Peter Jenson slipped off his wedding ring and examined it, feeling its weight in his hand and his heart. He closed his fist around it for a moment, then put it into his trouser pocket. He had been slipping that ring on and off for nearly twenty years. He wondered now how much longer he would have the privilege of slipping it back on.
Next, he took off his watch, a gift from his wife, Ellen, and slid it into the same pocket as the ring. The watch had come with a handwritten note: Time is not money; time is love. Measure it…and spend it wisely. Peter sighed and took off his trousers. As he hung them in his locker and put on a fresh set of extra long green surgical scrubs, he told himself that he had no choice. Megan Kaiser’s brain tumor had to come out, and it had to come out today. Waiting, even overnight, entailed a risk that she could fall into a coma or die. But if he operated now, he would miss the psychiatry appointment at 4:30. Ellen had cut time out of her business as an interior designer and planned the appointment around his schedule. She was worried about their son, Daniel. Peter was worried she was ready to walk away. They, all three, had to be there, no matter what, and he had agreed. He had promised.
And his plan had been good. If Megan’s case had started at 7:30, as it should have, then it would have been finished by noon, a four-plus hour buffer before the 4:30 appointment. But his case had been bumped by an “emergency” operation by the chief of surgery, Joe Bell. Bell’s “emergency” was that he wanted to do his lumbar disk surgery first so as not to disturb his afternoon office hours and five-o’clock quitting time. Bell was the chief of surgery; he did what he wanted.
Initially, Peter didn’t worry about it. He’d still make the appointment. But Bell was too old to be good and too young to know it. The case should have taken two hours. It took four. Add the turnover time for the room, and Peter was running late before he’d even begun. And he’d made the mistake of letting Bell know how slow and incompetent he was.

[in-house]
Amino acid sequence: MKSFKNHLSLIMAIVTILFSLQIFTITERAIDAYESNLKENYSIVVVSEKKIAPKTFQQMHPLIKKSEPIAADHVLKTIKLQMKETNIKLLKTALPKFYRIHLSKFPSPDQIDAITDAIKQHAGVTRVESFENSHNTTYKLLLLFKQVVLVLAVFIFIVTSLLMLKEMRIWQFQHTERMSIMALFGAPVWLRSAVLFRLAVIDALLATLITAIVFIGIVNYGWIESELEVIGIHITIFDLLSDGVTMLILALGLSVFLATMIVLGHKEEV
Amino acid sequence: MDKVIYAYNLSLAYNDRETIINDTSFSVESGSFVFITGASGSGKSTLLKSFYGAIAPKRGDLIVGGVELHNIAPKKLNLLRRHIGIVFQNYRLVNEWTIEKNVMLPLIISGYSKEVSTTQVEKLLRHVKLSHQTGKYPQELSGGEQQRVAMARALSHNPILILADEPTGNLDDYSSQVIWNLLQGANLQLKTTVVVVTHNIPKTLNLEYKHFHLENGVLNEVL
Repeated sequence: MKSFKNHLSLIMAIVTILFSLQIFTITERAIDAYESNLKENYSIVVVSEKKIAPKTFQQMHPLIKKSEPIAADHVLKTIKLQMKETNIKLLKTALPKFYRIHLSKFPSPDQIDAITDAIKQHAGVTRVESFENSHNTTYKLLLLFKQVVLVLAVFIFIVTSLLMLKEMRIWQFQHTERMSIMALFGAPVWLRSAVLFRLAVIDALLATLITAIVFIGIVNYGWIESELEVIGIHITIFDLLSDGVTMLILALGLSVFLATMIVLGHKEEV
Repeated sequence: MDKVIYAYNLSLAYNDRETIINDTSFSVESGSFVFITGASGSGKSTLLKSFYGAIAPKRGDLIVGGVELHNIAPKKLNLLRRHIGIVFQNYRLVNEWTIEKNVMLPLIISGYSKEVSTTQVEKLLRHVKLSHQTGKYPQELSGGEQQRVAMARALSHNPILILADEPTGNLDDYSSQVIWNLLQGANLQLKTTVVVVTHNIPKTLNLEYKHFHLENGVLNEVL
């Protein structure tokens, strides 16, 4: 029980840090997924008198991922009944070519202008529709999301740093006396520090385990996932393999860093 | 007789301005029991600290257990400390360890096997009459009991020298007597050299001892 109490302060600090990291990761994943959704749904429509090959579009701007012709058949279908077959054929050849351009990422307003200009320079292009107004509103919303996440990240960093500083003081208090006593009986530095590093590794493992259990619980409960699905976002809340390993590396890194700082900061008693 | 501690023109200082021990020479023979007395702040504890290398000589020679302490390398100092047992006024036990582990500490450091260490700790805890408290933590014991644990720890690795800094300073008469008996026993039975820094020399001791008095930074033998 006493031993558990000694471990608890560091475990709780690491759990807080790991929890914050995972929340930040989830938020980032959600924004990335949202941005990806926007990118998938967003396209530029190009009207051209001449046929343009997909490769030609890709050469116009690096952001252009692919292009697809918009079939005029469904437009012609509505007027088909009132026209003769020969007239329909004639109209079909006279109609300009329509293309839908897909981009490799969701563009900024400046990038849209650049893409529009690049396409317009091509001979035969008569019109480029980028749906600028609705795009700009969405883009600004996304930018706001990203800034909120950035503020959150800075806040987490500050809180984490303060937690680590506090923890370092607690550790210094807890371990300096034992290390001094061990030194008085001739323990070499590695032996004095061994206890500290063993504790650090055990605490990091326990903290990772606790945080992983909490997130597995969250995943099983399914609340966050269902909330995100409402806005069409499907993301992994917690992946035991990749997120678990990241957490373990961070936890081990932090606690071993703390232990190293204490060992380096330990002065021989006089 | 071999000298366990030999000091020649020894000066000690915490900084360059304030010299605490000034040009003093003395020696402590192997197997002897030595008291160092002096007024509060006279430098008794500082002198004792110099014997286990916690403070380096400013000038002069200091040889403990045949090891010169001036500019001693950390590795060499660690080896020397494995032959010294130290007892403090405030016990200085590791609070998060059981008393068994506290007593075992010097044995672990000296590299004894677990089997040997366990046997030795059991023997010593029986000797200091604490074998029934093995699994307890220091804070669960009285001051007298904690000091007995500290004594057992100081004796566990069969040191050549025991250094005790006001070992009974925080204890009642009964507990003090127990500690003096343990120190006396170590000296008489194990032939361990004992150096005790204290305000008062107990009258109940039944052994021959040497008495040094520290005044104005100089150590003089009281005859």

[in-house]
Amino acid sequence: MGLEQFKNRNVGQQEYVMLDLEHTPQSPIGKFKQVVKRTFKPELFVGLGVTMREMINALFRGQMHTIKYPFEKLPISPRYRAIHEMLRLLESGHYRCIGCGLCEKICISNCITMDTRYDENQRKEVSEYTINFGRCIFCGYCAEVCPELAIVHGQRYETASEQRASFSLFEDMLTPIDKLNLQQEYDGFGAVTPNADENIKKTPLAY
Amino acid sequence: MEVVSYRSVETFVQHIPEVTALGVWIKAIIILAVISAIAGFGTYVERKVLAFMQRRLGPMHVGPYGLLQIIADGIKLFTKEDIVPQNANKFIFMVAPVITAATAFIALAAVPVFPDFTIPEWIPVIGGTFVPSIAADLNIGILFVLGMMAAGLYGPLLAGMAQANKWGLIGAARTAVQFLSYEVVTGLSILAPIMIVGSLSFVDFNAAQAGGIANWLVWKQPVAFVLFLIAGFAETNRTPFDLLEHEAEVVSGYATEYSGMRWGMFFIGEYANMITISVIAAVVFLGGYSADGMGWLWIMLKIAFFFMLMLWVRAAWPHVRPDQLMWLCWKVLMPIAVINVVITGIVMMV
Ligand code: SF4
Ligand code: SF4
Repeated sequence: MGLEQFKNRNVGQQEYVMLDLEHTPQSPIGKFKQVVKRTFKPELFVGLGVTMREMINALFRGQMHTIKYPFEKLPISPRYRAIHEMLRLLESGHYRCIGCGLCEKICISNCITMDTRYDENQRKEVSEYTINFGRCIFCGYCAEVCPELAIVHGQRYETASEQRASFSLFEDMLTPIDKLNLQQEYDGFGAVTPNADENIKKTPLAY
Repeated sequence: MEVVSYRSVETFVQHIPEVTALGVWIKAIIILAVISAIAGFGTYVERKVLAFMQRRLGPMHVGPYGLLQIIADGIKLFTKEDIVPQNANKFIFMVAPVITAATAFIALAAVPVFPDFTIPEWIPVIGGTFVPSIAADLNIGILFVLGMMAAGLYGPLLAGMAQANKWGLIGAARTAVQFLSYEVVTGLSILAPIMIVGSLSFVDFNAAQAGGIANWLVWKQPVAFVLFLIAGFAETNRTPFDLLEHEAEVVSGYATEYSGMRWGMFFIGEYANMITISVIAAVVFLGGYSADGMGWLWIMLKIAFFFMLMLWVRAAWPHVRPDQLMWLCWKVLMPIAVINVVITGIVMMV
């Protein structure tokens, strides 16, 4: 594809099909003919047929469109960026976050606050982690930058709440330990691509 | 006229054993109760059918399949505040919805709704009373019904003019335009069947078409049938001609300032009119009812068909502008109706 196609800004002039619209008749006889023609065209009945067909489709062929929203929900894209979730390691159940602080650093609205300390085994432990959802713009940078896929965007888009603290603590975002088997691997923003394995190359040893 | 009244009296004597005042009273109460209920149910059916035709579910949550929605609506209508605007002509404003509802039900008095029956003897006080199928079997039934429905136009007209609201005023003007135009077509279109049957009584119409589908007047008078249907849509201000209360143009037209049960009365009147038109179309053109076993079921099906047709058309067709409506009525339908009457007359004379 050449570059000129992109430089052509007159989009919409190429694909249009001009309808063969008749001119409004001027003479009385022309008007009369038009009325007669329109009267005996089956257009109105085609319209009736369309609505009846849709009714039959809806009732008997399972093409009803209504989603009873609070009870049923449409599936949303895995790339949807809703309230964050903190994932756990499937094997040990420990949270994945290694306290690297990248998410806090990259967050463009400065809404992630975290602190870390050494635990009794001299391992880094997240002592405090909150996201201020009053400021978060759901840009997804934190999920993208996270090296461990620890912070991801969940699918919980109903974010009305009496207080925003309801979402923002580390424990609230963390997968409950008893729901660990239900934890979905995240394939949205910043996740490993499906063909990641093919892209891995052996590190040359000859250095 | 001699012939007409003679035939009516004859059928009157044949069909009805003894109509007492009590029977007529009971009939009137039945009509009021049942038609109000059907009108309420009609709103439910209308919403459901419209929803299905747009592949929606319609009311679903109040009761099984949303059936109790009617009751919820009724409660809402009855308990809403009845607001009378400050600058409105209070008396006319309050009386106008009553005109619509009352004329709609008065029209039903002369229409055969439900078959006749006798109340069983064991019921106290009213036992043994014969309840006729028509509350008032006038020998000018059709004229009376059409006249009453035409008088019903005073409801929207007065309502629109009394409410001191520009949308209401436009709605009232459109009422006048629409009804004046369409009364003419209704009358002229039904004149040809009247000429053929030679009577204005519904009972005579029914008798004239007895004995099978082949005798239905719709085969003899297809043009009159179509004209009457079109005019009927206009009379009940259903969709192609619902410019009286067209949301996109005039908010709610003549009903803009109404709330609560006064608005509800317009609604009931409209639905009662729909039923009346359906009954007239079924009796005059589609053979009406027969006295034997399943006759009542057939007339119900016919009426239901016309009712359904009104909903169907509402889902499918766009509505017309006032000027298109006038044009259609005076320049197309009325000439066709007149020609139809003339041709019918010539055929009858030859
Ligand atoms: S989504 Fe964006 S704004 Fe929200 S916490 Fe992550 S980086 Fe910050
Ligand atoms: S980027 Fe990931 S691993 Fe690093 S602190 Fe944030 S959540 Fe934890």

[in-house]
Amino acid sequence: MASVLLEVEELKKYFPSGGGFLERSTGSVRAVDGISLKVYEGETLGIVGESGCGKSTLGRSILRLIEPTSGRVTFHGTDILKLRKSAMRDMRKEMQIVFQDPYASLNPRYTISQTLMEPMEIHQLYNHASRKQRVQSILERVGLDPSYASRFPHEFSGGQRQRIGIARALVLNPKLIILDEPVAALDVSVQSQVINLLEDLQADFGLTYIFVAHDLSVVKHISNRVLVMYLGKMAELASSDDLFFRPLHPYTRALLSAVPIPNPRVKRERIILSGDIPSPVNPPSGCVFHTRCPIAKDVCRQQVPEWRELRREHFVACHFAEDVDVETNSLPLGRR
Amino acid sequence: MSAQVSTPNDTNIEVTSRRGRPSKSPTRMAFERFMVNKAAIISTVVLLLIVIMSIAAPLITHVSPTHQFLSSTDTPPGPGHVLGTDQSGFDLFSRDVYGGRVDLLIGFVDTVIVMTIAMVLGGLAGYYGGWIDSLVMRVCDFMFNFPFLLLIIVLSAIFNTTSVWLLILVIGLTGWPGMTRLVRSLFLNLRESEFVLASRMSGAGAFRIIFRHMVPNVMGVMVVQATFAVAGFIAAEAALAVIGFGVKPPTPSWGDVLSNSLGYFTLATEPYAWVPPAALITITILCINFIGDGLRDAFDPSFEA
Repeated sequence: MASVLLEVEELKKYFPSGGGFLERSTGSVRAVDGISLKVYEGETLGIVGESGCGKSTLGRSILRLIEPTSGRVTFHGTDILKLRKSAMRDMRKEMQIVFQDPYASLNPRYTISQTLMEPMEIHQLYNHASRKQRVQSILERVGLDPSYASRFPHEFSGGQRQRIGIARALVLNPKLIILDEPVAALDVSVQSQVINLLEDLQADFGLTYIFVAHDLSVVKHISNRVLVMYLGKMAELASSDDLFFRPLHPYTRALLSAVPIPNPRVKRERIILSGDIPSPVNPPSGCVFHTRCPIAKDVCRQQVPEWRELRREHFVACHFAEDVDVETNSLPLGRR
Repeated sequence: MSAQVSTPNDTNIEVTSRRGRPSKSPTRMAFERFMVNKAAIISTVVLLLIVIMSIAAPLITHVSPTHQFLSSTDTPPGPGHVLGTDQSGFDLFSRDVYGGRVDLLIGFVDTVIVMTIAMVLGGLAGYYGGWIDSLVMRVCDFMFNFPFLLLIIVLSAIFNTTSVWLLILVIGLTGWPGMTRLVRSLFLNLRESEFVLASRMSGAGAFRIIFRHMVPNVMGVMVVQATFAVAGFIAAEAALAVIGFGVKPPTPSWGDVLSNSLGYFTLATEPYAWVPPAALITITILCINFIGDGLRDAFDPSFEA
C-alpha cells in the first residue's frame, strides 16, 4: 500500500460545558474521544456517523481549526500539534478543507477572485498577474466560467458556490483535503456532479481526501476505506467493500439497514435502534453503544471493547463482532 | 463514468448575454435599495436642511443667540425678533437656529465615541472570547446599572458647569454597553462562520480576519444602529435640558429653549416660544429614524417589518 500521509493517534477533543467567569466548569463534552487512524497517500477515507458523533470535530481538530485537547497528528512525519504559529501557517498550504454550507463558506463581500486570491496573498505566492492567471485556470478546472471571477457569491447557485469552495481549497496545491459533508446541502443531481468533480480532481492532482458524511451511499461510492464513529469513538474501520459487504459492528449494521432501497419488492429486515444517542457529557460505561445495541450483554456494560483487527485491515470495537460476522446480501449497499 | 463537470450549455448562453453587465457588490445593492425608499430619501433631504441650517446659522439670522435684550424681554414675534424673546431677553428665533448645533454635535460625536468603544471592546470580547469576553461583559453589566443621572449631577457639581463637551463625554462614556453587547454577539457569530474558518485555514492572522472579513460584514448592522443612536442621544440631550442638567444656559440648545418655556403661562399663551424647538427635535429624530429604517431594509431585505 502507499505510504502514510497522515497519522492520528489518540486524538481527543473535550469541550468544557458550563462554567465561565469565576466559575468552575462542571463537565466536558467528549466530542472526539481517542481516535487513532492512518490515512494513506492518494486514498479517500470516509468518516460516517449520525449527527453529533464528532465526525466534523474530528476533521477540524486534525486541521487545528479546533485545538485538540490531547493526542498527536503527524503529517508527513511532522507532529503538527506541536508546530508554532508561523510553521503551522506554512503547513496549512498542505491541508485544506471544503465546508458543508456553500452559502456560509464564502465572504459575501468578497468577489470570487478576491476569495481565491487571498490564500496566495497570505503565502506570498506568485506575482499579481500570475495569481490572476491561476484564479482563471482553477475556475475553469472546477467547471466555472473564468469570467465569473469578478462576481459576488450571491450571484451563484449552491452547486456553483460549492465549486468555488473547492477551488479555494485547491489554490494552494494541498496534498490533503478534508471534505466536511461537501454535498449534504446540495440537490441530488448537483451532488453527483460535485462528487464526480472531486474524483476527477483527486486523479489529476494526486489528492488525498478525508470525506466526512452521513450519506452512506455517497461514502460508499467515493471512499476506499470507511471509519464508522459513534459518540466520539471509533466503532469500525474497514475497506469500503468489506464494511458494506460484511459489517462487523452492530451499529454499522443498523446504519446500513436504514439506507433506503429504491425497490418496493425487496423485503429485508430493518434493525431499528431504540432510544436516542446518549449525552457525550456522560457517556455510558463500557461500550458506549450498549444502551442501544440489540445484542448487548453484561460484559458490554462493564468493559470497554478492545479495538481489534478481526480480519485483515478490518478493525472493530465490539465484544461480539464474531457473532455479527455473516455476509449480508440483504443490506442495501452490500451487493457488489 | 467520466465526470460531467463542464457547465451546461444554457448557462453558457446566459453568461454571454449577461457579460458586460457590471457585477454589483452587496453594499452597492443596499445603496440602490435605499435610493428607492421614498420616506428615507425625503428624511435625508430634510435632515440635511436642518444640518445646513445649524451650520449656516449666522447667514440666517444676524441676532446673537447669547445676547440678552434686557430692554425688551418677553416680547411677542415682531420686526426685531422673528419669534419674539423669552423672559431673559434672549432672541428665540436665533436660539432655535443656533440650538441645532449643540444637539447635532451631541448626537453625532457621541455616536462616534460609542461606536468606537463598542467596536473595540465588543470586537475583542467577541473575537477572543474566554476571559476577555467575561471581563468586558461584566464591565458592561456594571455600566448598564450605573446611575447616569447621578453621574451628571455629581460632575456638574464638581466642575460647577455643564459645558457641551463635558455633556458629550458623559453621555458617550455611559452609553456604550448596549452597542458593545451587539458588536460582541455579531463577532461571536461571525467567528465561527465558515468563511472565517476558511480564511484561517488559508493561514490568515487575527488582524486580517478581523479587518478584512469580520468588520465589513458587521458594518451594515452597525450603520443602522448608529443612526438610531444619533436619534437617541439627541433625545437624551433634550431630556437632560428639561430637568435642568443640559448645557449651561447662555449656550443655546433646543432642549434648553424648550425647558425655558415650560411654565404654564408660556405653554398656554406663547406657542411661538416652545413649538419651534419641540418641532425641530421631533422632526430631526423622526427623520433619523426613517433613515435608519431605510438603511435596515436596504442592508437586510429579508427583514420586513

Although he was still angry, he regretted his words. Bell would be just as slow the next time, and now he had made an enemy. No good would come of the fight; Bell would get even. But it was too late now. Peter drew a deep breath and exhaled, shutting out the vision of Bell’s red face. Then he shut out the vision of Ellen’s disappointed face. Then Daniel’s. Then he breathed again and visualized the MRI images of Megan’s tumor, focusing on the first of the thousand perfect steps that made up a good operation.
The intercom announced that his patient was in the operating room. He entered the hallway leading to the OR suites, sweeping past the control desk where Bell stood, his stocky frame hovering over Amanda Stark, the slinky scheduling secretary. He had one hand around her shoulder, the other pointing down. Amanda looked away from Peter and leaned into Bell. Peter pitied her.
Entering the neurosurgery operating room, he found Megan already under anesthesia. Dr. Archie Davis monitored the anesthesia and vital signs. Archie nodded, an acknowledgement more than a greeting, his expression as stoic and neutral as it had been when he’d witnessed the confrontation between Peter and Bell.
Peter took comfort in seeing his usual OR team: Carl, the scrub tech, and Nancy, the circulating nurse. Everything would go faster and smoother with experienced help. He glanced at the clock. Twelve-thirty. “Aren’t you out of here at three, Carl?”
“That’s right, Doc. Admin’s got no interest in paying us overtime. But we’ll all be going home by then, right?”
“I hope so,” Peter said, but he knew it was not to be.